Mondays are rough. See, you have the whole weekend to do stuff that you (theoretically) enjoy, and then…it ends. That’s it. Back to work. Damn.
Today at the OKC.NET offices, there was a massive, Garfield-sized case of the Mondays. There was nothing we could do; it was sort of like the flu pandemic of 1918, but with fewer silly hats. Managing editor Helen was struck down by the Mondays, and was feeling overwhelmed by the sheer amount of work that must be done every Monday. Our fearless leader Colin was so stricken by the Mondays that he had to stay at home so as not to spread this infectious disease even more; even normally bright-eyed and bushy-tailed special projects editor Daniel was feeling listless and morose, even though he had two bowls of Peanut Butter Crunch for breakfast. So the office, such as it was, decided there was only one cure for this debilitating disorder: work from McNellie’s (which has free wifi, by the way).
To rationalize this field trip, Daniel and Helen decided to do a beer tasting. Here are the results:
Coop F-5 IPA
I’m on the job, so I decided to go with a beer that reflects my whirlwind schedule. I feel the Coop F-5 more than adequately exemplifies the chaos I deal with when coordinating writers, photographers, and our multimedia team. Coop’s F-5 India Pale Ale is hoppy all the way through, but has a nice citrus flavor to balance it out. It’s bitter like a grapefruit on the back end, not unlike a Monday.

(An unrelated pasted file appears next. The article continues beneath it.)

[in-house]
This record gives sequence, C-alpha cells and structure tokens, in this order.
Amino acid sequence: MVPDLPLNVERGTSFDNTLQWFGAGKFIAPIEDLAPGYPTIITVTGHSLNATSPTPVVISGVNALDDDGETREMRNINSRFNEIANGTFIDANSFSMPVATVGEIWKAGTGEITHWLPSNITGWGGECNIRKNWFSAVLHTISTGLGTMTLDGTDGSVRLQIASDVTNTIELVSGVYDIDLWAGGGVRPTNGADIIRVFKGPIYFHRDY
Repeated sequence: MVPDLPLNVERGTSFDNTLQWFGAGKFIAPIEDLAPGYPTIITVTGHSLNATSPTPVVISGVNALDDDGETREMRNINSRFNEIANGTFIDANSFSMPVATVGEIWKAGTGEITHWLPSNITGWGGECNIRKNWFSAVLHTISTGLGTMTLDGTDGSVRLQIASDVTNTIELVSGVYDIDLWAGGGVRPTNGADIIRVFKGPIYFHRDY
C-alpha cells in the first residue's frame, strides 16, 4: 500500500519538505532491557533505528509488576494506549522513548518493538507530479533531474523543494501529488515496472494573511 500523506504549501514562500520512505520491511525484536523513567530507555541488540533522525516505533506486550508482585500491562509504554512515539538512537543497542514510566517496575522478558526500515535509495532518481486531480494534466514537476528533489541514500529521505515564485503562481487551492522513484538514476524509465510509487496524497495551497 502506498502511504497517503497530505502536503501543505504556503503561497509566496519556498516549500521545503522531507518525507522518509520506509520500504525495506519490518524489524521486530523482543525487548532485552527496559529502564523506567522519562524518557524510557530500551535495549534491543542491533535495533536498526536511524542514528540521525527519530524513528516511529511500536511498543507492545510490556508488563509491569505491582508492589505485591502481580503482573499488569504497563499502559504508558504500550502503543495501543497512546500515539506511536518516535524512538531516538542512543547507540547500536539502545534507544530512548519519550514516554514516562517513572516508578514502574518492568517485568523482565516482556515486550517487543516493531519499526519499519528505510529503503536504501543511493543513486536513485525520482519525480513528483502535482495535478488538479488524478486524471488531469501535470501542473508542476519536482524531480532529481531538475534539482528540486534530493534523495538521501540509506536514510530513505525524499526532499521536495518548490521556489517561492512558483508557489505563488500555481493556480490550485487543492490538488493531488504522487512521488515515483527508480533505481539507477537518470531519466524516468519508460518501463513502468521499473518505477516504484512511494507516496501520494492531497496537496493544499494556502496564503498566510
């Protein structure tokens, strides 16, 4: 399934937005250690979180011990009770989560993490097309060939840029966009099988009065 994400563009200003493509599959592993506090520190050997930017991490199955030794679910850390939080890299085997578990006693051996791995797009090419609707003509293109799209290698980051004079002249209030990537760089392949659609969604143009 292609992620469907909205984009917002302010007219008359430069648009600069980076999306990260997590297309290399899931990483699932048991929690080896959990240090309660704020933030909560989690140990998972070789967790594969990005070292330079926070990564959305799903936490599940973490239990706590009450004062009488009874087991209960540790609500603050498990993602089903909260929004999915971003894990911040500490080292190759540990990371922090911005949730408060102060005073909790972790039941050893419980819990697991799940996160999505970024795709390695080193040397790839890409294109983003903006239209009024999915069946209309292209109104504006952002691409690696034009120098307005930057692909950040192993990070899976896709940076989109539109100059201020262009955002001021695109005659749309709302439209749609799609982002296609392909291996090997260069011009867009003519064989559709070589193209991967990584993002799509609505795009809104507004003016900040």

While there’s nothing particularly special about this German beer, I find that I very much enjoy the semi-sweet maltiness at the front-end, as well as the crisp, refreshing nature of the pilsner style in general. Â Also, it looks very similar to a Coors Lite when poured into a glass, so you can have the illusion of drinking cheap beer while secretly (read: pretentiously) enjoying an overpriced import. Like a boss.
Choc Spring IPA
I did not intend to drink two beers with lunch, but I let Daniel talk me into it as I worked on our list of agenda items for this week in addition to asking writers to let me know how their stories were coming along. With my focus being on all that is “local” I decided to go with the Choc Spring IPA. It’s a less hoppy version of the Coop F-5. At the front it’s a little sweeter too. It has that grapefruit aftertaste as well, but it is slightly less bitter.
Young’s Double Chocolate Stout
In my defense, it wasn’t like I had to twist Helen’s arm about beer #2. For my second beer, I went with something I’ve not had many times before. While I like stouts and porters, I generally frown on adding undue flavors to beer (unless it’s my favorite stout, Great Divide’s Espresso Oak-Aged Yeti, which has as pretentious and ungainly a flavor as its name suggests). I’m somewhat split on this beer; while its subtle dark chocolate flavor profile is interesting and unique, I think I might prefer this beer if it were just a stout, rather than a chocolate stout. Also, why is it a double-chocolate stout? Are there two chocolates in this? Perhaps my palette isn’t developed to catch the subtle differences in chocolate flavors within beer. Whatever it is, I apparently like my beers like I like my women (in most cases): not restricted by unnecessary pretense or accoutrements.